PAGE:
Looking at Habersham and how the residents have adapted to their environment, are there lessons that new urbanists and those with an affinity to New Urbanism can learn?
Keep it simple. Don’t overdo a lot of things that will require maintenance down the road. Build green parks that are very usable. Kids just love to play in little grass areas. Don’t overdo the amenities. Work with what you have on the site. We see a lot of social connections going on with clubs in Habersham. Nurture that a little bit, but let it evolve organically. Give them a venue to have the meetings and the clubs and let them do it on their own. That stuff takes its own direction. Don’t try to force it.
Your village center is super important. We took the approach “build it and it will come.” It didn’t work out that way. You really have to find the restaurants and pull in the tenants and monitor your village center, because that is the heartbeat of the neighborhood. You may have to “seed” the big events. Put a little money from a marketing standpoint, but the goal is to have it self-sustaining. It needs to pay for itself. We have built some really large events—like a Harvest Festival, 5k race, and a wine and beer tasting event—in addition to a weekly farmers market. It costs something to get them started but now the events make money. The money goes back into the merchant’s council to redo things in the town center.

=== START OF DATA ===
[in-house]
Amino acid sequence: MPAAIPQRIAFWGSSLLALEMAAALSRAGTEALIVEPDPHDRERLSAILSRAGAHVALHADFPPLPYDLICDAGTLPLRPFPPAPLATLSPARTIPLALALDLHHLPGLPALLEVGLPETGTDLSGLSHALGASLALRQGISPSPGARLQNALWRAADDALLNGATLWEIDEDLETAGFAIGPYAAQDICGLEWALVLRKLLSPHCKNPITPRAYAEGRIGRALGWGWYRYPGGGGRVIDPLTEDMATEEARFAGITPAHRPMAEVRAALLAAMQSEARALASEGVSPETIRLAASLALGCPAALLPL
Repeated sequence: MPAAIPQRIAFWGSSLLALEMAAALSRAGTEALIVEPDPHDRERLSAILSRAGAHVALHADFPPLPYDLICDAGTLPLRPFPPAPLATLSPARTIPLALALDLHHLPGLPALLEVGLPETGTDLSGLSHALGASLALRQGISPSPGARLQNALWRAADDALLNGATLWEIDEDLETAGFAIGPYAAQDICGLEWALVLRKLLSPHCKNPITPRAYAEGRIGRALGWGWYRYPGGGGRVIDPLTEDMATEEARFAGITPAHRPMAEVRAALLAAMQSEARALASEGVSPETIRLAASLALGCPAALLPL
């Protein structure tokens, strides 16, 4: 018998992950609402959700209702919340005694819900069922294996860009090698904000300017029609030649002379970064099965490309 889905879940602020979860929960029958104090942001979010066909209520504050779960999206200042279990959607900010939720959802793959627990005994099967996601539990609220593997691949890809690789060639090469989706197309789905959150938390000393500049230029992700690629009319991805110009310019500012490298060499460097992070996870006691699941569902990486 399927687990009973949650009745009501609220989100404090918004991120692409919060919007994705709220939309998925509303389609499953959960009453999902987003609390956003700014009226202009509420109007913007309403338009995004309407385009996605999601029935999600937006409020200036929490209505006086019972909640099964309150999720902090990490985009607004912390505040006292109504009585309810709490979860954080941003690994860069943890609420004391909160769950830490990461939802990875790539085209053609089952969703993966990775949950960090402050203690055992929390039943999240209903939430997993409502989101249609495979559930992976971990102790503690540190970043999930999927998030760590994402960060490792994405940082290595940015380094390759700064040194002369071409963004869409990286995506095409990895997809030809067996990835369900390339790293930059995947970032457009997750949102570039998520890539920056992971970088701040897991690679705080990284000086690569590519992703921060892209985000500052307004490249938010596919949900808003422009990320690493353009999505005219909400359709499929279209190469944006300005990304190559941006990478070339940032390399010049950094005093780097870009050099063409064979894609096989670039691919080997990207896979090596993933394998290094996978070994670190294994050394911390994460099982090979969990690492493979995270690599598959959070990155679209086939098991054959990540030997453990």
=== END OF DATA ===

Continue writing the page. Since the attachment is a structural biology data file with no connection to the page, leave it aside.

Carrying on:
Some new urbanist projects overdo the events and when the developer leaves it just stops. You are not always going to be there to backstop it—so the goal should be to make it sustainable.